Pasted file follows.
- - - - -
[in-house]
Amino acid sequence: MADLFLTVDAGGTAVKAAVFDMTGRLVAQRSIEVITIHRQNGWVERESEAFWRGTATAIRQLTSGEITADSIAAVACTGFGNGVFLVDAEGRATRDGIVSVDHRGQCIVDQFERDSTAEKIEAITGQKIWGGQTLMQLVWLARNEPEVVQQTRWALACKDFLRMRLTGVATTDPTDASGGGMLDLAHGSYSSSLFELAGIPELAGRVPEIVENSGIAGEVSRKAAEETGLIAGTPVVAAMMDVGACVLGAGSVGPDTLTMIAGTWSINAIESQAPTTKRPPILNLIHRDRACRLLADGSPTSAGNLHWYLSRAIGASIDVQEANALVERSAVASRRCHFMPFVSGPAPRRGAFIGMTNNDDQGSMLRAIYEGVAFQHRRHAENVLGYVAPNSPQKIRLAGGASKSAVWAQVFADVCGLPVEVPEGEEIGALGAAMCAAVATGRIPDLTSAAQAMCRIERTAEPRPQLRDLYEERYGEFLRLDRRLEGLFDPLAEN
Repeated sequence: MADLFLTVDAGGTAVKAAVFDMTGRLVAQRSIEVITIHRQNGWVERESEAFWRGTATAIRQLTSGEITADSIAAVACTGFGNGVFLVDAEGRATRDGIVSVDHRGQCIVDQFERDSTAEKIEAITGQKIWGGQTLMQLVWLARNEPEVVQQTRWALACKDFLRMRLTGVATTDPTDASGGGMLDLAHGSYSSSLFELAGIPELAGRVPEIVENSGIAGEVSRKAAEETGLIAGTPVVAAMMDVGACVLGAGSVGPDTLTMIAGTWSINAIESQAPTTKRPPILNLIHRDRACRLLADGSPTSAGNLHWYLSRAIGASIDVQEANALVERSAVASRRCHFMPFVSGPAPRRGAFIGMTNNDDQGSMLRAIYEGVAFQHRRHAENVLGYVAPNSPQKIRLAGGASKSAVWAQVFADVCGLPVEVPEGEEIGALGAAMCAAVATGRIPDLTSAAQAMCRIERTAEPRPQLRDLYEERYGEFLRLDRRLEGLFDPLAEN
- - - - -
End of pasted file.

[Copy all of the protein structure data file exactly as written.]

[in-house]
Amino acid sequence: MADLFLTVDAGGTAVKAAVFDMTGRLVAQRSIEVITIHRQNGWVERESEAFWRGTATAIRQLTSGEITADSIAAVACTGFGNGVFLVDAEGRATRDGIVSVDHRGQCIVDQFERDSTAEKIEAITGQKIWGGQTLMQLVWLARNEPEVVQQTRWALACKDFLRMRLTGVATTDPTDASGGGMLDLAHGSYSSSLFELAGIPELAGRVPEIVENSGIAGEVSRKAAEETGLIAGTPVVAAMMDVGACVLGAGSVGPDTLTMIAGTWSINAIESQAPTTKRPPILNLIHRDRACRLLADGSPTSAGNLHWYLSRAIGASIDVQEANALVERSAVASRRCHFMPFVSGPAPRRGAFIGMTNNDDQGSMLRAIYEGVAFQHRRHAENVLGYVAPNSPQKIRLAGGASKSAVWAQVFADVCGLPVEVPEGEEIGALGAAMCAAVATGRIPDLTSAAQAMCRIERTAEPRPQLRDLYEERYGEFLRLDRRLEGLFDPLAEN
Repeated sequence: MADLFLTVDAGGTAVKAAVFDMTGRLVAQRSIEVITIHRQNGWVERESEAFWRGTATAIRQLTSGEITADSIAAVACTGFGNGVFLVDAEGRATRDGIVSVDHRGQCIVDQFERDSTAEKIEAITGQKIWGGQTLMQLVWLARNEPEVVQQTRWALACKDFLRMRLTGVATTDPTDASGGGMLDLAHGSYSSSLFELAGIPELAGRVPEIVENSGIAGEVSRKAAEETGLIAGTPVVAAMMDVGACVLGAGSVGPDTLTMIAGTWSINAIESQAPTTKRPPILNLIHRDRACRLLADGSPTSAGNLHWYLSRAIGASIDVQEANALVERSAVASRRCHFMPFVSGPAPRRGAFIGMTNNDDQGSMLRAIYEGVAFQHRRHAENVLGYVAPNSPQKIRLAGGASKSAVWAQVFADVCGLPVEVPEGEEIGALGAAMCAAVATGRIPDLTSAAQAMCRIERTAEPRPQLRDLYEERYGEFLRLDRRLEGLFDPLAEN